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Rancher Cliven Bundy speaks at a protest camp near Bunkerville, Nev. Friday, April 18, 2014. (AP Photo/Las Vegas Review-Journal, John Locher)
Lack of charges in Cliven Bundy standoff poses risk, group says
Public lands » It says delay may encourage further defiance and even anti-fed violence.
First Published Sep 02 2014 07:11 pm • Last Updated Sep 06 2014 10:29 am

Federal land managers want criminal charges filed in 35 cases related to the armed standoff between officers and militia members supporting Nevada rancher Cliven Bundy — and delay by prosecutors may be putting other federal officials at risk, an advocacy group charged Tuesday.

More than four months ago, the federal Bureau of Land Management referred the cases to Nevada’s U.S. attorney’s office, according to data released by Public Employees for Environmental Responsibility (PEER).

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But Nevada U.S. Attorney Daniel Bogden denies his office sits on criminal referrals from BLM and claims the PEER allegations are inaccurate and based on false assumptions.

Still, the group contends the feds’ failure to promptly charge those who pointed high-powered weapons at officers will encourage more defiance of federal authority over public lands, and may even endanger BLM employees in Utah and other Western states, where anti-federal sentiment has run high.

"A criminal referral is the toughest option available to a land management agency like BLM, but that action is toothless if the U.S. attorney ignores it," said PEER’s executive director, Jeff Ruch. "BLM cannot do its job without legal support from the Justice Department."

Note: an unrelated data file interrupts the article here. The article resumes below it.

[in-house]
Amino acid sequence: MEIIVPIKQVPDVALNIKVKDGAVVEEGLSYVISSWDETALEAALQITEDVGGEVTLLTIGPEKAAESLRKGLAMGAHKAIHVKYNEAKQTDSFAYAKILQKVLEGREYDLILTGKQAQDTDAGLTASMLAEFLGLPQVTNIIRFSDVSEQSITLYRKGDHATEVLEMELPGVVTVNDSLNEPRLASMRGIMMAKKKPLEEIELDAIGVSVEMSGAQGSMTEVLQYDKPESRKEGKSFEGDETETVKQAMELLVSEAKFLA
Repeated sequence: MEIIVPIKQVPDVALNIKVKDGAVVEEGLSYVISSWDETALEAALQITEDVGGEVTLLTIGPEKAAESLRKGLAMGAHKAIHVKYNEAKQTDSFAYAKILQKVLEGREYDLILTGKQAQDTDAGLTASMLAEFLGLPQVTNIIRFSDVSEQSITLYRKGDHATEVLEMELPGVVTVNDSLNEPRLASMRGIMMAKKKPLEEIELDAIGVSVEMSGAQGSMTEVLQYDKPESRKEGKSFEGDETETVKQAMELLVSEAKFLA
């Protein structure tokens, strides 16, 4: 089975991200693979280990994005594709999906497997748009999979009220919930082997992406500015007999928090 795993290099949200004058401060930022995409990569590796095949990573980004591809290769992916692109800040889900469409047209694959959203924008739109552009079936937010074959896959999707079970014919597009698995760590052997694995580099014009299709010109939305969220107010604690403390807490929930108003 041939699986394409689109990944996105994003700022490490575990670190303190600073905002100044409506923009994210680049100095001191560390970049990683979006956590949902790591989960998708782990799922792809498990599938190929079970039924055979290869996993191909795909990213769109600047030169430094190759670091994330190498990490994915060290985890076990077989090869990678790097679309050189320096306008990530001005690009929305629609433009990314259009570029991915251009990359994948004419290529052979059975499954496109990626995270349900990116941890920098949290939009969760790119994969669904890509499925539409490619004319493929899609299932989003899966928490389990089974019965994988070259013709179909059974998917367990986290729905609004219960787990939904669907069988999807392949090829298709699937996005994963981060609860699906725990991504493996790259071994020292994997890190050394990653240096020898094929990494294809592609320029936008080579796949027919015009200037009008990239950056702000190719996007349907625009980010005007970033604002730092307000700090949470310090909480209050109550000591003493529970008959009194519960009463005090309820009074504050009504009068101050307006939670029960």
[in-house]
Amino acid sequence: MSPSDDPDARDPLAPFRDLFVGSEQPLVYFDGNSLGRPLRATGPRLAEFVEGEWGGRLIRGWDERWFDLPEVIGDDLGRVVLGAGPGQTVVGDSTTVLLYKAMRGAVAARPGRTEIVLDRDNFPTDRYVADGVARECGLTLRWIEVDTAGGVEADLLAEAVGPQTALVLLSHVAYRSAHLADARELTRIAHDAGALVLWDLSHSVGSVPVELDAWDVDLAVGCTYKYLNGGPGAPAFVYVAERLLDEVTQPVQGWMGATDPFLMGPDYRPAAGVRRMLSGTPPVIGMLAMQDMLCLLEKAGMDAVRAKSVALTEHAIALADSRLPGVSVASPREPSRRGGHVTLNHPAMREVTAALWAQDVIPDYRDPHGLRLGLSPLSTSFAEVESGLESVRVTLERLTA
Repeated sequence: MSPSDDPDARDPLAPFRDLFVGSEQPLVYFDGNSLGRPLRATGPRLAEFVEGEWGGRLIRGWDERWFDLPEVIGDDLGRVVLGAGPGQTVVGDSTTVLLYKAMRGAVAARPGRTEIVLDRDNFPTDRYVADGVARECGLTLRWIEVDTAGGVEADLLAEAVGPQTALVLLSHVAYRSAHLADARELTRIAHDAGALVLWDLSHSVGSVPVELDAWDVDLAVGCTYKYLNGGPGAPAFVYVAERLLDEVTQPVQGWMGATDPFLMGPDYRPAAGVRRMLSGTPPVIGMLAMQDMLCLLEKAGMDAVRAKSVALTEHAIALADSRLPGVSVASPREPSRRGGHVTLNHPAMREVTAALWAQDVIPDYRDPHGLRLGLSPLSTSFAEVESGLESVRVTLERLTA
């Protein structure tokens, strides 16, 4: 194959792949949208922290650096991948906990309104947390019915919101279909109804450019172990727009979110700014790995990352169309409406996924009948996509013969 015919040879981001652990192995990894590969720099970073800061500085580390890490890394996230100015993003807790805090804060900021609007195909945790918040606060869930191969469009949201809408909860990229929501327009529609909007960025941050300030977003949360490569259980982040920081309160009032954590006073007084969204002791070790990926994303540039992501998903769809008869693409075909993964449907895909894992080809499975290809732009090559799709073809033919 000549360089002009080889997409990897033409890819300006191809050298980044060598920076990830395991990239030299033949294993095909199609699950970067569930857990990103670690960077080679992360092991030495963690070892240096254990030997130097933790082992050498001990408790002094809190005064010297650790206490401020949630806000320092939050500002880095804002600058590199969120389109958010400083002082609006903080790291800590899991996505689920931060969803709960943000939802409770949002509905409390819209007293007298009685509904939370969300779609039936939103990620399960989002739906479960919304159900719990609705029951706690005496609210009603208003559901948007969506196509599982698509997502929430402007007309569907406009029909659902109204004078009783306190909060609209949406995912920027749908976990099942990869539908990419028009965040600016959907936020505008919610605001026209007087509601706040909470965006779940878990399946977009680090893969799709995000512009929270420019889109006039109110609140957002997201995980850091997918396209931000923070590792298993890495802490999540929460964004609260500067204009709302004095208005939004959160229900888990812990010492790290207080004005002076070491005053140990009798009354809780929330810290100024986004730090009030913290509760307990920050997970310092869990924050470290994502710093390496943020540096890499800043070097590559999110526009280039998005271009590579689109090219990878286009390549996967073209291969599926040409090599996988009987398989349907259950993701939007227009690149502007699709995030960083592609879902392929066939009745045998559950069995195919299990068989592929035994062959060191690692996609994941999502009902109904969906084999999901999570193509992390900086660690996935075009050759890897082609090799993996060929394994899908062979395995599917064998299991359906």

Similar concerns have been raised about the absence of citations issued in connection with an illegal ATV ride in Utah’s Recapture Canyon on May 10 led by San Juan County Commissioner Phil Lyman to protest federal "overreach."

During the week prior, BLM Utah director Juan Palma had warned that those who violated the law would face legal consequences.

Bundy’s son Ryan and some of the same armed militia members who stared down the feds in Bunkerville, Nev., joined Lyman and a few dozen other riders into the canyon, which has been closed to motorized use for several years to protect its many archaeological sites.

As far for the Bundy affair, Nevada U.S. Attorney said PEER’s conclusions are erroneous.

"The requests for prosecution cited in the PEER news release have no connection to BLM’s plan to enforce a federal court order and the roundup of Cliven Bundy’s cattle that were unlawfully grazing on federally-managed lands," Bogden said in a prepared statement. "There were 36 cases opened by the U.S. Attorney’s Office in Nevada on April 30, 2014, but they were citations issued at the 2013 Burning Man festival for things such as violating closure orders, driving with obstructed license plates, littering, possession of controlled substances, and creating a hazard or nuisance, all of which have been resolved and closed."